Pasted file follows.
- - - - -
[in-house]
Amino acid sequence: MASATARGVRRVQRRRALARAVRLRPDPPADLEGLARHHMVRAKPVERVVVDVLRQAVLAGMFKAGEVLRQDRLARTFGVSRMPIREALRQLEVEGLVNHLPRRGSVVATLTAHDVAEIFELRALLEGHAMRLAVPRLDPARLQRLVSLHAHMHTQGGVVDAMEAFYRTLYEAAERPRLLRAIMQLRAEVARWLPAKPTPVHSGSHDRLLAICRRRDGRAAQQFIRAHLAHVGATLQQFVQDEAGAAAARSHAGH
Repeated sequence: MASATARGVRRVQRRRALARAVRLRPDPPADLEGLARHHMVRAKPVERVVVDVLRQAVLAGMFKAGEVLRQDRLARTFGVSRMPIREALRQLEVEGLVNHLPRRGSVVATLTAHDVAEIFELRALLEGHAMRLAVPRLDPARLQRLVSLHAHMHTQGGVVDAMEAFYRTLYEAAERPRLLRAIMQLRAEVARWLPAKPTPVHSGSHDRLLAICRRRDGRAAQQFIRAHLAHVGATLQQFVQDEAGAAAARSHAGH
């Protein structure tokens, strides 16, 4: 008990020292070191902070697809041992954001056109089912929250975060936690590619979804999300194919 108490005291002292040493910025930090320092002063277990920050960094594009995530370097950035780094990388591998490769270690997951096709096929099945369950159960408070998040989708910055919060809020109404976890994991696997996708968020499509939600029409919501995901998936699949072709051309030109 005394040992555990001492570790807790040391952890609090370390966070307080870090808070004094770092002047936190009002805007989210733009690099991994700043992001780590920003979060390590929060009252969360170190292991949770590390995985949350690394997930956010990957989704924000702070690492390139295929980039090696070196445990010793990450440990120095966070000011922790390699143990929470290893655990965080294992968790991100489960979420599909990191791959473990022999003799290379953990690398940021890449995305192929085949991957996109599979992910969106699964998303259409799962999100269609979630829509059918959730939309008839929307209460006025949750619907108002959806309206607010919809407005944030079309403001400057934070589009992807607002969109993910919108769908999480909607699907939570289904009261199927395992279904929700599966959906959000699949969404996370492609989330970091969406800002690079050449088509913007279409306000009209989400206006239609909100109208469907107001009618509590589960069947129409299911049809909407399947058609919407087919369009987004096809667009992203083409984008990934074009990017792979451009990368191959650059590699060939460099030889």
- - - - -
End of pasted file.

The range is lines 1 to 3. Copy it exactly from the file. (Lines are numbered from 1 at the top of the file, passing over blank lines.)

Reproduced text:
[in-house]
Amino acid sequence: MASATARGVRRVQRRRALARAVRLRPDPPADLEGLARHHMVRAKPVERVVVDVLRQAVLAGMFKAGEVLRQDRLARTFGVSRMPIREALRQLEVEGLVNHLPRRGSVVATLTAHDVAEIFELRALLEGHAMRLAVPRLDPARLQRLVSLHAHMHTQGGVVDAMEAFYRTLYEAAERPRLLRAIMQLRAEVARWLPAKPTPVHSGSHDRLLAICRRRDGRAAQQFIRAHLAHVGATLQQFVQDEAGAAAARSHAGH
Repeated sequence: MASATARGVRRVQRRRALARAVRLRPDPPADLEGLARHHMVRAKPVERVVVDVLRQAVLAGMFKAGEVLRQDRLARTFGVSRMPIREALRQLEVEGLVNHLPRRGSVVATLTAHDVAEIFELRALLEGHAMRLAVPRLDPARLQRLVSLHAHMHTQGGVVDAMEAFYRTLYEAAERPRLLRAIMQLRAEVARWLPAKPTPVHSGSHDRLLAICRRRDGRAAQQFIRAHLAHVGATLQQFVQDEAGAAAARSHAGH